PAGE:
Roadmap to Financial Security
Two articles ago, we covered the very first step toward financial security, having an emergency savings fund. What does the road map look like from there? Well, for an average person with a job, one can create a waterfall diagram as a guide. (I am assuming a younger professional without mounds of debt)
Extra funds from your paycheck start here at the top and flow downward. You stop when you’ve completed all of the steps or run out money. Don’t worry, in the upcoming posts, I’ll mention some ways to either increase your earnings or trim your expenses. Following this plan will be a very strong stop toward increasing savings as well as retirement accounts.
1. Pay down credit cards and other debt, which has a higher APR then available savings accounts. If debt is at 0% or very low, move to step 2.
2. 6 month’s worth of living expenses in a liquid emergency fund.
3. Max 401k* (different name for government or single business owners) up to the max amount that is matched by the employer.
4. Max Roth* Ira for the tax year. Current maximum is $5,000 per working person. (If you still have money left over for savings, congratulations, you are well ahead of the pack)
5. Max 401k up to the yearly contribution limit.
Once you’ve finished part 5 and are able to reach that point every year, you are in great shape. From this point, one needs a personally customized plan based on individual’s circumstances. One should focus on a diversified portfolio, which tries to maximize return, minimize risk and minimize tax consequences.
This plan is just an overview, which can be improved upon based on the individual’s situation, however if you follow just this plan and stick to it, you’ll be much better off then a majority of your peers (with the same earning group.)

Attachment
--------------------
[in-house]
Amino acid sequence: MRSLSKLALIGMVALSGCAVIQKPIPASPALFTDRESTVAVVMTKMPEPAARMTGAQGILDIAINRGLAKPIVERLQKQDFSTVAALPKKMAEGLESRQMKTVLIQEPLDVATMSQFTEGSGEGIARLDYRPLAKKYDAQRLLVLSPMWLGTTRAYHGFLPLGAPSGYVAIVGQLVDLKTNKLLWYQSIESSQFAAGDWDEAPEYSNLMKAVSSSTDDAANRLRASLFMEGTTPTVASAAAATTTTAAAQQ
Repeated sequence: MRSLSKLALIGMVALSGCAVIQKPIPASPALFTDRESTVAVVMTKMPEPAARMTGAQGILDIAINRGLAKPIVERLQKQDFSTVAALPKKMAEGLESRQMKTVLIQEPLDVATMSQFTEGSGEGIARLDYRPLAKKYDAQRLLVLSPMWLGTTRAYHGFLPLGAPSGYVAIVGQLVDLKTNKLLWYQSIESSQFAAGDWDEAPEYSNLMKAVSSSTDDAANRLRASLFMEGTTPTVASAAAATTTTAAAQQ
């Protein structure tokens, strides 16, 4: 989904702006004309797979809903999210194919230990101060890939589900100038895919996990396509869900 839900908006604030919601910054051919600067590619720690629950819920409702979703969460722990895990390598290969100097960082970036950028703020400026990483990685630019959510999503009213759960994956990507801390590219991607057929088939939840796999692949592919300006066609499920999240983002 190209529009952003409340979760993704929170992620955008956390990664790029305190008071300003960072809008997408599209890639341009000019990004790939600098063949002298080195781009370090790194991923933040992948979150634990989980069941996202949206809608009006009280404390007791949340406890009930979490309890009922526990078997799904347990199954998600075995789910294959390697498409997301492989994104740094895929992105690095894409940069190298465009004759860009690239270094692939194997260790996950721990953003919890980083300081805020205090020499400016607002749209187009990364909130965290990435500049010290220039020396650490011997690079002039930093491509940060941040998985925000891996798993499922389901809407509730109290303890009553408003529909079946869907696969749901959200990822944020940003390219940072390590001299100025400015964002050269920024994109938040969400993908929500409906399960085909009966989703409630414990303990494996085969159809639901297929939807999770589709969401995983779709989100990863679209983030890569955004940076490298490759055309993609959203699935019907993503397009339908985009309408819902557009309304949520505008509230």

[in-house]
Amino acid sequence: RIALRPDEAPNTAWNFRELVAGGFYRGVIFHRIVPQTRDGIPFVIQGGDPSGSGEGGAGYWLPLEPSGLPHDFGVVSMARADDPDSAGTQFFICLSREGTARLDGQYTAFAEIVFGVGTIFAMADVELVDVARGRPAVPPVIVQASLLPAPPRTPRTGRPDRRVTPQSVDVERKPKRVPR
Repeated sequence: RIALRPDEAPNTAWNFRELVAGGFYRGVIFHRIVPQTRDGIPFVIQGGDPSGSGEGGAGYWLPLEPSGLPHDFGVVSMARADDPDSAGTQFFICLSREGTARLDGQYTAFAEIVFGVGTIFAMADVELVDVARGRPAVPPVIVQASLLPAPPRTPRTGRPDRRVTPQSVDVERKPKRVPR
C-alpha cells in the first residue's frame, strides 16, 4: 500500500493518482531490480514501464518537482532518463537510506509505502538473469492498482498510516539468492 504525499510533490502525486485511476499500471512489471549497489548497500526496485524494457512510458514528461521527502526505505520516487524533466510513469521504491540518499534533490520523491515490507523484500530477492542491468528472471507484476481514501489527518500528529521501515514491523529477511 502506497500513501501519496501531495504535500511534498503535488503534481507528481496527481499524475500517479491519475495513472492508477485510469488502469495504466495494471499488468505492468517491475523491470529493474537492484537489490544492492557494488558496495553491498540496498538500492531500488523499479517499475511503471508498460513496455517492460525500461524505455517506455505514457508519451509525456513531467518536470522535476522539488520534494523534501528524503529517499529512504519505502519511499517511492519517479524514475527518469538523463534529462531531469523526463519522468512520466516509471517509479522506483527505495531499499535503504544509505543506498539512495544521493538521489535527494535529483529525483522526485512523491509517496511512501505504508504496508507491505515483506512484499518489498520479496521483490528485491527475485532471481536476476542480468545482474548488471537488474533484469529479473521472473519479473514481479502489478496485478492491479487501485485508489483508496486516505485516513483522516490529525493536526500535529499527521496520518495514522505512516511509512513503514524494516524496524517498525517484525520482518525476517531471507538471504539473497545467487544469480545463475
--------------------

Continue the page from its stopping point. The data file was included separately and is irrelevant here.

At this point, I want to mention a very important Internet acronym, IANAL. It stands for I Am Not A Lawyer. It is used to remind the reader that it is vital to do research for yourself before blindly following advice you read on the Internet. So let me point out that I am not your: lawyer, accountant, financial adviser or doctor. Please make sure to research for yourself the recommendations, you might see that something does not fit you, or you might find a better alternative, or you might even learn something!
*401k, I’ll cover these in a later post as well, but I’ll point out that it is very important to diversify your funds in the 401k, to be aware of the fees for each fund and to make sure that you are not invested too heavily in your company stock, if it is offered.
* Roth Ira. A traditional Ira would serve a very similar purpose and if you prefer it to a Roth, that is fine too. I will cover Roth and Traditional Ira's in a later post, but my reasoning for suggesting a Roth based is the assumed young age of the professional, where their earning will only increase and their marginal tax rate will go up as they get older and earn more.